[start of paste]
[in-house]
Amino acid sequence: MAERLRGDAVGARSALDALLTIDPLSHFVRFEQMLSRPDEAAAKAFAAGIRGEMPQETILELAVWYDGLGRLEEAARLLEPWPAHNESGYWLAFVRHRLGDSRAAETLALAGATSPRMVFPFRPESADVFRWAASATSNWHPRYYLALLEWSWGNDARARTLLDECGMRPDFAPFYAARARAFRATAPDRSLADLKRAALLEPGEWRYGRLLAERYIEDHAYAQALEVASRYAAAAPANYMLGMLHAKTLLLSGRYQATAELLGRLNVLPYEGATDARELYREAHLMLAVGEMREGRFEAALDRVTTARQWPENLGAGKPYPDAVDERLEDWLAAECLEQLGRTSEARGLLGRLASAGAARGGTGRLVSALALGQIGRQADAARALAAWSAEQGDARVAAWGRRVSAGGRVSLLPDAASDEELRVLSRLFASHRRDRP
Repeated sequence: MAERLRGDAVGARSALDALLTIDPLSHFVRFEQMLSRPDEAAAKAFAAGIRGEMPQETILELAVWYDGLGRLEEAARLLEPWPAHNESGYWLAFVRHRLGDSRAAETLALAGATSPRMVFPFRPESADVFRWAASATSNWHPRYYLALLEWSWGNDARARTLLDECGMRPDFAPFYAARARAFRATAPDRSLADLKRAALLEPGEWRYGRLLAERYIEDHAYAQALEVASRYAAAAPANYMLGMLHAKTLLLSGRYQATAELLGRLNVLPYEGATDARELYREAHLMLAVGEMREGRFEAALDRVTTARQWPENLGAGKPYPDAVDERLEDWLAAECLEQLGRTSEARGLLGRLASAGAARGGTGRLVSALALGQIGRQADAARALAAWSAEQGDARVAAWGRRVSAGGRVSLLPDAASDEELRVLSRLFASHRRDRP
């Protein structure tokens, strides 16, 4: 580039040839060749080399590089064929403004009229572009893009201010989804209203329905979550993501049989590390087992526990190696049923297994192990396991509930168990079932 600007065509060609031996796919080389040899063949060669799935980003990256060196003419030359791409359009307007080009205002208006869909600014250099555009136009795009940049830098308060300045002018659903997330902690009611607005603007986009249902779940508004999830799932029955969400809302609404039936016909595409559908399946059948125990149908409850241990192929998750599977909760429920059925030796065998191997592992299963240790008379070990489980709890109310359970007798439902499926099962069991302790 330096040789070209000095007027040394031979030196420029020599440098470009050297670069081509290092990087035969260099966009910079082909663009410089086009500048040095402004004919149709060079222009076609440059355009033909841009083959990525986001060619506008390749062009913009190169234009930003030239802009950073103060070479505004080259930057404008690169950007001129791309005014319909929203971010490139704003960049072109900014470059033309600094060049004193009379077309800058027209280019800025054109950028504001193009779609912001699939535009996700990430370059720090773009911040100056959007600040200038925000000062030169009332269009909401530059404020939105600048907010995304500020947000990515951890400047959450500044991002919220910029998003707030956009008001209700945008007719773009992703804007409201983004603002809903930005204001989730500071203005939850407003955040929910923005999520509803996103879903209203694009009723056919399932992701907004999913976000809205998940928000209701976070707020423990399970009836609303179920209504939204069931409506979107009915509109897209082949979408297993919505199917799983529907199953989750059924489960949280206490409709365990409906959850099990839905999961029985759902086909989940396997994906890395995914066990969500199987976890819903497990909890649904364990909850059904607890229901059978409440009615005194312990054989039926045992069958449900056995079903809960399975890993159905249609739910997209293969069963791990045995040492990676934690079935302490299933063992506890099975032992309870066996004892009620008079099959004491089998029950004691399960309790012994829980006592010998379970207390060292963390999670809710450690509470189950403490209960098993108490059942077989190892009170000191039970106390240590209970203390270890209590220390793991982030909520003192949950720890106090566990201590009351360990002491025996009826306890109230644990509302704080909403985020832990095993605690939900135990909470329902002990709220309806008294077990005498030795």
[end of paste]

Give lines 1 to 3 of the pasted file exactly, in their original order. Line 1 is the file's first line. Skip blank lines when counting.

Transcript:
[in-house]
Amino acid sequence: MAERLRGDAVGARSALDALLTIDPLSHFVRFEQMLSRPDEAAAKAFAAGIRGEMPQETILELAVWYDGLGRLEEAARLLEPWPAHNESGYWLAFVRHRLGDSRAAETLALAGATSPRMVFPFRPESADVFRWAASATSNWHPRYYLALLEWSWGNDARARTLLDECGMRPDFAPFYAARARAFRATAPDRSLADLKRAALLEPGEWRYGRLLAERYIEDHAYAQALEVASRYAAAAPANYMLGMLHAKTLLLSGRYQATAELLGRLNVLPYEGATDARELYREAHLMLAVGEMREGRFEAALDRVTTARQWPENLGAGKPYPDAVDERLEDWLAAECLEQLGRTSEARGLLGRLASAGAARGGTGRLVSALALGQIGRQADAARALAAWSAEQGDARVAAWGRRVSAGGRVSLLPDAASDEELRVLSRLFASHRRDRP
Repeated sequence: MAERLRGDAVGARSALDALLTIDPLSHFVRFEQMLSRPDEAAAKAFAAGIRGEMPQETILELAVWYDGLGRLEEAARLLEPWPAHNESGYWLAFVRHRLGDSRAAETLALAGATSPRMVFPFRPESADVFRWAASATSNWHPRYYLALLEWSWGNDARARTLLDECGMRPDFAPFYAARARAFRATAPDRSLADLKRAALLEPGEWRYGRLLAERYIEDHAYAQALEVASRYAAAAPANYMLGMLHAKTLLLSGRYQATAELLGRLNVLPYEGATDARELYREAHLMLAVGEMREGRFEAALDRVTTARQWPENLGAGKPYPDAVDERLEDWLAAECLEQLGRTSEARGLLGRLASAGAARGGTGRLVSALALGQIGRQADAARALAAWSAEQGDARVAAWGRRVSAGGRVSLLPDAASDEELRVLSRLFASHRRDRP